Smaller food retailer and wholesalers margins remain under pressure and are expected to lose further market share, while customer behaviour is changing.
- Smaller food retailers will face more troubles in the future
- Impact of Russian import ban still felt
- Payments take 40 days on average
In 2015 total food consumption in the Netherlands increased from EUR 56.7 billion to EUR 57.4 billion, with supermarkets accounting for more than 50% of this amount, while the market share of out-of-home food services (hotels, restaurants, catering and convenience) has further increased. It is expected that until 2025 the total value of food sales will grow to EUR 69 billion, an average increase of 2% per year.
However, it is not expected that all food retailers and wholesalers will benefit from this increase. In particular, the margins of small- and mid-sized players remain under pressure and are expected to lose further market share, while a concentration process is ongoing. Additionally, the share of food product offers in the assortment of originally non-food retailers is increasing (e.g. Ikea or Action).
At the same time consumer behaviour is changing at the expense of food retailers: during the economic crisis the market share of retailers increased due to higher price-sensitiveness, but with the rebound consumers started to spend again more for food and beverages out-of-home or for food home delivery, a service that has recorded high growth rates over the past two years. Dutch food retailers will have to react/adapt to those changing food consumption patterns.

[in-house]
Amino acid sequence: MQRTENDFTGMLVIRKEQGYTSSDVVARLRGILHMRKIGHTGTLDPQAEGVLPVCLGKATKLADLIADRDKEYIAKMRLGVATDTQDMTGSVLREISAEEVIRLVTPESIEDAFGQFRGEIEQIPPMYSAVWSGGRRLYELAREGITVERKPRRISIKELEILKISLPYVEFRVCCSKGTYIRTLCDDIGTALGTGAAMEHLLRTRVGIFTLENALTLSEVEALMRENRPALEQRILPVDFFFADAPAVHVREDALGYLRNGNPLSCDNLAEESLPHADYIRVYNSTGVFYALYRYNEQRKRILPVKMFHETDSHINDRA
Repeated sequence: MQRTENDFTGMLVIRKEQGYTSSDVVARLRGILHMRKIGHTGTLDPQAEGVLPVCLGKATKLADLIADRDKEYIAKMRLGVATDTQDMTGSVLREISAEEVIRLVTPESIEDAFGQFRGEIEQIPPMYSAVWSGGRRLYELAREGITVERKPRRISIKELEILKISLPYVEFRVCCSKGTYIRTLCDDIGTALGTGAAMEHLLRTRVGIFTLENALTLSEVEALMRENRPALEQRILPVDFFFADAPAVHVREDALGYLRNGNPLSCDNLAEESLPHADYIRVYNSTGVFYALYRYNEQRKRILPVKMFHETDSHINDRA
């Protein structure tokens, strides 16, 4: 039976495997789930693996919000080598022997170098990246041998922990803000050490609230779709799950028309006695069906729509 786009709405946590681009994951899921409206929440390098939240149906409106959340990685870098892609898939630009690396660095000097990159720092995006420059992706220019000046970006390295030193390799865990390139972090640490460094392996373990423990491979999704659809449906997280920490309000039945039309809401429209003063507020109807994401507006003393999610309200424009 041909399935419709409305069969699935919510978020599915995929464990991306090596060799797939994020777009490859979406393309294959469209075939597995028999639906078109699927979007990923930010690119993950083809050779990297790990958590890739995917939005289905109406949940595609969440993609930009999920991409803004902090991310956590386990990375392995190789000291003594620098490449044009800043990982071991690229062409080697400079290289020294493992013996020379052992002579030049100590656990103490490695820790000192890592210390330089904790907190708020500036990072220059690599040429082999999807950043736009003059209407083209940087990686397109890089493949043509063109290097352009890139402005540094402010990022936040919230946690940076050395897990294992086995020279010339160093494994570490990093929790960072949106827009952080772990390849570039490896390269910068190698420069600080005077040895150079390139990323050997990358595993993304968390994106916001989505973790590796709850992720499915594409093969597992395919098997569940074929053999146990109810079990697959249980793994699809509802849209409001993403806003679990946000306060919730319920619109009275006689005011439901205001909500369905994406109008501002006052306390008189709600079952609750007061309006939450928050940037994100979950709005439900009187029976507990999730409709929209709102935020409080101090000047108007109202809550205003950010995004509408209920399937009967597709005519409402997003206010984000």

The Netherlands is one of the largest exporters of agricultural and food products in the world. Food product exports amounted to about EUR 60 billion in 2015 (90% fresh and processed food, 10% beverages and tobacco). More than a quarter of food exports consist of re-exports, i.e. foodstuffs that are imported undergo minor processing and are exported again. Due to the weaker euro exchange rate and increased demand from overseas markets, Dutch food exports increased in 2015, especially to the UK (up 5.9%), USA (up 20.4%) and Switzerland (up 27.5%). Asia accounts for more than 10% of food exports. While exports continued to increase in 2016, deliveries to the UK have been negatively affected by the Pound Sterling depreciation since the Brexit decision, and the Russian import ban still hurts the industry, particularly the fruit and vegetables subsector. Food exports to Russia decreased by more than 50% over the last two years.
In general, demand for Dutch food products is expected to increase further in 2017, and profit margins of most businesses are expected to remain stable. Banks are generally willing to provide loans, and businesses’ gearing is rather low. The average payment duration is 40 days, and the amount of payment delays, protracted payments and insolvencies remains low compared to other Dutch industries. In line with the overall trend in the Netherlands, food business insolvencies have decreased in 2015 and 2016, by 17% and 25% respectively. However, in 2017 this positive trend is probably coming to an end, with business failures forecast to level off. For the time being our underwriting stance for the food sector remains open, as the positive performance is expected to continue in 2017.